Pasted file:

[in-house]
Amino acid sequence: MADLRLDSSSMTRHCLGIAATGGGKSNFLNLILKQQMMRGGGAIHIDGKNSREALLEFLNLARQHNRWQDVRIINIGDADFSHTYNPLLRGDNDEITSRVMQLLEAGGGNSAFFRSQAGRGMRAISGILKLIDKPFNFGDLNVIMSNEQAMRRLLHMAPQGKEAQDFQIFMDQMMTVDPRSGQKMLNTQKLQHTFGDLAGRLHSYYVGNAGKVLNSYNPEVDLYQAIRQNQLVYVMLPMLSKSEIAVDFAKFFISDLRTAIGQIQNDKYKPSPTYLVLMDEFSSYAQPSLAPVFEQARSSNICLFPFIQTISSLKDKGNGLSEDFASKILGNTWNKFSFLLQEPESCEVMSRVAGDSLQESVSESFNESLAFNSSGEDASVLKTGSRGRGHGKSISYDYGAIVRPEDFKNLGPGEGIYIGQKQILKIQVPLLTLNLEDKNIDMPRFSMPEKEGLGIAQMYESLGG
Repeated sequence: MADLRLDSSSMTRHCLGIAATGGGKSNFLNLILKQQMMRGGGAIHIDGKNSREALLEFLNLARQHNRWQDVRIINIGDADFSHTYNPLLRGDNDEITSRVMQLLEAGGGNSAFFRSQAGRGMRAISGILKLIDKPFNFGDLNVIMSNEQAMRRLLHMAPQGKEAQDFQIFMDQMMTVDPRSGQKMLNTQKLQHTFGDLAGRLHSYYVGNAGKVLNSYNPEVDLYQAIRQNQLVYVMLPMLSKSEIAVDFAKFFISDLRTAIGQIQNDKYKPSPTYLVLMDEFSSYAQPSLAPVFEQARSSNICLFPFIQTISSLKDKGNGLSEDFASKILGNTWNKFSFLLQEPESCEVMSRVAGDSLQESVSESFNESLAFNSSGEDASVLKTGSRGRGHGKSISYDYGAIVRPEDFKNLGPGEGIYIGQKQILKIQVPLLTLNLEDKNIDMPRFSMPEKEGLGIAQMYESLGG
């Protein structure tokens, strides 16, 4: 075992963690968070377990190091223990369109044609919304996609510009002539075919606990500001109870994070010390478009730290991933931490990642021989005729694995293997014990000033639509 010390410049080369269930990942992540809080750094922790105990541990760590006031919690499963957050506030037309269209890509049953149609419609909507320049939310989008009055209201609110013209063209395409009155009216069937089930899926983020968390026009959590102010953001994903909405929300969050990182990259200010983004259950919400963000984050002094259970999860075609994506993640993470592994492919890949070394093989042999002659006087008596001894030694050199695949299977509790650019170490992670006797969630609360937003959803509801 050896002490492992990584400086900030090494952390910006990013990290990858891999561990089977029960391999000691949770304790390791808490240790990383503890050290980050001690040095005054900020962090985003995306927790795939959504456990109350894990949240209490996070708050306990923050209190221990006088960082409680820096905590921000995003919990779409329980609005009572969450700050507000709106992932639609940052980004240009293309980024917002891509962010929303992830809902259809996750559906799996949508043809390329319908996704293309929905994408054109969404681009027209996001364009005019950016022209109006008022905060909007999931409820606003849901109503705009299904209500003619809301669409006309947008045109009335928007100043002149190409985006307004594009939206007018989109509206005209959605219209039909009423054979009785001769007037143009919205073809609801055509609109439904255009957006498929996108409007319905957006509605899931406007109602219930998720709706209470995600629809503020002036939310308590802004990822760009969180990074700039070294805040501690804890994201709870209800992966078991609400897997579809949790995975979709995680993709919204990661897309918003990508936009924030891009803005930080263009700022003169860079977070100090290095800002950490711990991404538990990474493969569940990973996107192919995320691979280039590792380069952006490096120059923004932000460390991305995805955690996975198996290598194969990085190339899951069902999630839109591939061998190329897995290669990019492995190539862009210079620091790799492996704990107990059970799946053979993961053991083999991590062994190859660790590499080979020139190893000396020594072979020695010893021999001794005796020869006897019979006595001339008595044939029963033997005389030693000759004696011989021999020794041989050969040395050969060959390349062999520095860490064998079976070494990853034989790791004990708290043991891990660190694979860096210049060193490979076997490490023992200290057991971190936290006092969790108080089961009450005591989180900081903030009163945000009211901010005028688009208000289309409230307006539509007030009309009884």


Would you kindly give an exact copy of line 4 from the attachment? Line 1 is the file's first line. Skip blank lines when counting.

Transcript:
């Protein structure tokens, strides 16, 4: 075992963690968070377990190091223990369109044609919304996609510009002539075919606990500001109870994070010390478009730290991933931490990642021989005729694995293997014990000033639509 010390410049080369269930990942992540809080750094922790105990541990760590006031919690499963957050506030037309269209890509049953149609419609909507320049939310989008009055209201609110013209063209395409009155009216069937089930899926983020968390026009959590102010953001994903909405929300969050990182990259200010983004259950919400963000984050002094259970999860075609994506993640993470592994492919890949070394093989042999002659006087008596001894030694050199695949299977509790650019170490992670006797969630609360937003959803509801 050896002490492992990584400086900030090494952390910006990013990290990858891999561990089977029960391999000691949770304790390791808490240790990383503890050290980050001690040095005054900020962090985003995306927790795939959504456990109350894990949240209490996070708050306990923050209190221990006088960082409680820096905590921000995003919990779409329980609005009572969450700050507000709106992932639609940052980004240009293309980024917002891509962010929303992830809902259809996750559906799996949508043809390329319908996704293309929905994408054109969404681009027209996001364009005019950016022209109006008022905060909007999931409820606003849901109503705009299904209500003619809301669409006309947008045109009335928007100043002149190409985006307004594009939206007018989109509206005209959605219209039909009423054979009785001769007037143009919205073809609801055509609109439904255009957006498929996108409007319905957006509605899931406007109602219930998720709706209470995600629809503020002036939310308590802004990822760009969180990074700039070294805040501690804890994201709870209800992966078991609400897997579809949790995975979709995680993709919204990661897309918003990508936009924030891009803005930080263009700022003169860079977070100090290095800002950490711990991404538990990474493969569940990973996107192919995320691979280039590792380069952006490096120059923004932000460390991305995805955690996975198996290598194969990085190339899951069902999630839109591939061998190329897995290669990019492995190539862009210079620091790799492996704990107990059970799946053979993961053991083999991590062994190859660790590499080979020139190893000396020594072979020695010893021999001794005796020869006897019979006595001339008595044939029963033997005389030693000759004696011989021999020794041989050969040395050969060959390349062999520095860490064998079976070494990853034989790791004990708290043991891990660190694979860096210049060193490979076997490490023992200290057991971190936290006092969790108080089961009450005591989180900081903030009163945000009211901010005028688009208000289309409230307006539509007030009309009884």